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But Seriously: What Would Logan Roy Do?

Photo: HBO

In “America Decides,” the Roy siblings again try to solve the puzzle they have spent their entire lives decoding: What would Logan Roy do? It’s a question they’ve asked themselves over and over throughout Succession’s four seasons and one they now return to with greater urgency in the wake of Logan’s death, as if knowing what Dad would do proves which child was closest to “Pop.”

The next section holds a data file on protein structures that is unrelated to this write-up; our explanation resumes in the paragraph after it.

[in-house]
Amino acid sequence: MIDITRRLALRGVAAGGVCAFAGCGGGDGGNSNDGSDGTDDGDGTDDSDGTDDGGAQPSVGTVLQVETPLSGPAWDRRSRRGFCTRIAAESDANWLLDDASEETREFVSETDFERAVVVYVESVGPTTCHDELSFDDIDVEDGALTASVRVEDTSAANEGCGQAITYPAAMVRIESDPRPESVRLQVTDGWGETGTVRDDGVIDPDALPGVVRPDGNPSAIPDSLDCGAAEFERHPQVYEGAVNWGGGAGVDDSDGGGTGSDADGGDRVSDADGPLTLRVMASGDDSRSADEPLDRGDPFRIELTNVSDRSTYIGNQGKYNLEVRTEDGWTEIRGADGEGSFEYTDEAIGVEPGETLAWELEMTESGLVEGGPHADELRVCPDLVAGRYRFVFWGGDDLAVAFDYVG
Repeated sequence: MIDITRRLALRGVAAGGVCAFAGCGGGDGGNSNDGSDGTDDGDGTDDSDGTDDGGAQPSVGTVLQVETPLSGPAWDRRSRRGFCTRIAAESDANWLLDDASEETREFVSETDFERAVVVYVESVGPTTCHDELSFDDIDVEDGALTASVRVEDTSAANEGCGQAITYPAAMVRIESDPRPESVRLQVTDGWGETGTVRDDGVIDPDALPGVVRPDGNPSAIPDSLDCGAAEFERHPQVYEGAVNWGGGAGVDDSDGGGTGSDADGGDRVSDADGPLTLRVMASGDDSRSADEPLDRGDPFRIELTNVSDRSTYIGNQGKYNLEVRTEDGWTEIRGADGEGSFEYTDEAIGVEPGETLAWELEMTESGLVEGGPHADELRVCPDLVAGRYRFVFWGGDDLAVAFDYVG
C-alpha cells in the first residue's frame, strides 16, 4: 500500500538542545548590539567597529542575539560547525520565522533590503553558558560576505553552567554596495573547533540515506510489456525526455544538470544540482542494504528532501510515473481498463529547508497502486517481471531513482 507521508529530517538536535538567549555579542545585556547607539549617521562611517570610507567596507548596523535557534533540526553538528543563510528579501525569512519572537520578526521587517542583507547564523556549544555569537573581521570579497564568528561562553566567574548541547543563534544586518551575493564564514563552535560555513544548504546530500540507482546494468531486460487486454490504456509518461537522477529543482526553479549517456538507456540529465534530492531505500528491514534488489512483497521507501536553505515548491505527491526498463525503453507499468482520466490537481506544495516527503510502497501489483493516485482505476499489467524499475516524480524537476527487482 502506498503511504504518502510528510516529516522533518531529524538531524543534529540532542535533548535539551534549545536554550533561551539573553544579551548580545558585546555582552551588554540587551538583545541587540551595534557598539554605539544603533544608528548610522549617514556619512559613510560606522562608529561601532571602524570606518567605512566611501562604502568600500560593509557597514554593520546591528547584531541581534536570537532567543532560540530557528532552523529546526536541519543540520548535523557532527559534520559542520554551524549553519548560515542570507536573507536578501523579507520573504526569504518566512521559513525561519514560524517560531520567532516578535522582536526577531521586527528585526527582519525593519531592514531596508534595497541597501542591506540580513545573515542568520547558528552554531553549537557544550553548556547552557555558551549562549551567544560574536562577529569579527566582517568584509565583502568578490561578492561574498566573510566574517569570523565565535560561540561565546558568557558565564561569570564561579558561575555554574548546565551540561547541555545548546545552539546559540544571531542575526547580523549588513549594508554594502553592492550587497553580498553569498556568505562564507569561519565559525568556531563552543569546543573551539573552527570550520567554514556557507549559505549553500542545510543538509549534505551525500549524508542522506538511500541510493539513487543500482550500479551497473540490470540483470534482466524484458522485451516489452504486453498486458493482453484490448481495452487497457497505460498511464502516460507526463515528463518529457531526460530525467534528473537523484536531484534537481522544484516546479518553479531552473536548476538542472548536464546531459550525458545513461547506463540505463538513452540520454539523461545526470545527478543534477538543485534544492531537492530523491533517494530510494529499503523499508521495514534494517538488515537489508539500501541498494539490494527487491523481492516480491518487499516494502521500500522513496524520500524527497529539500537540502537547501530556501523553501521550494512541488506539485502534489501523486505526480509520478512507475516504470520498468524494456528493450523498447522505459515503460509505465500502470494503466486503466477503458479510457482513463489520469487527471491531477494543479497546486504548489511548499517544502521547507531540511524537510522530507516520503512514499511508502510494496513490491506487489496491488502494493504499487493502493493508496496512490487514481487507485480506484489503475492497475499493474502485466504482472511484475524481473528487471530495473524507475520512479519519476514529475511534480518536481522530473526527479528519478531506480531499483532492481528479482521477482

The question emerges explicitly when Roman, Kendall, and Shiv find themselves positioned to call the entire presidential race for ATN. Do they crown Jeryd Mencken, the conservative Republican nightmare who promises to kill Waystar’s deal with GoJo? Or do they hold off on making a call in light of the 100,000 ballots burned at a voting center in Milwaukee that could throw Mencken’s win into doubt? While his kids may wonder how Logan would handle this scenario, he probably wouldn’t have found himself in this situation in the first place. For one, Logan established a relatively clear boundary between the business and journalism sides: No one from the executive suites was allowed on the newsroom floor on Election Night, a policy that exists in most newsrooms and that Tom refers to as one of Logan’s “Geneva conventions.” That’s not to say Logan wasn’t wielding some influence behind the scenes but certainly not this openly.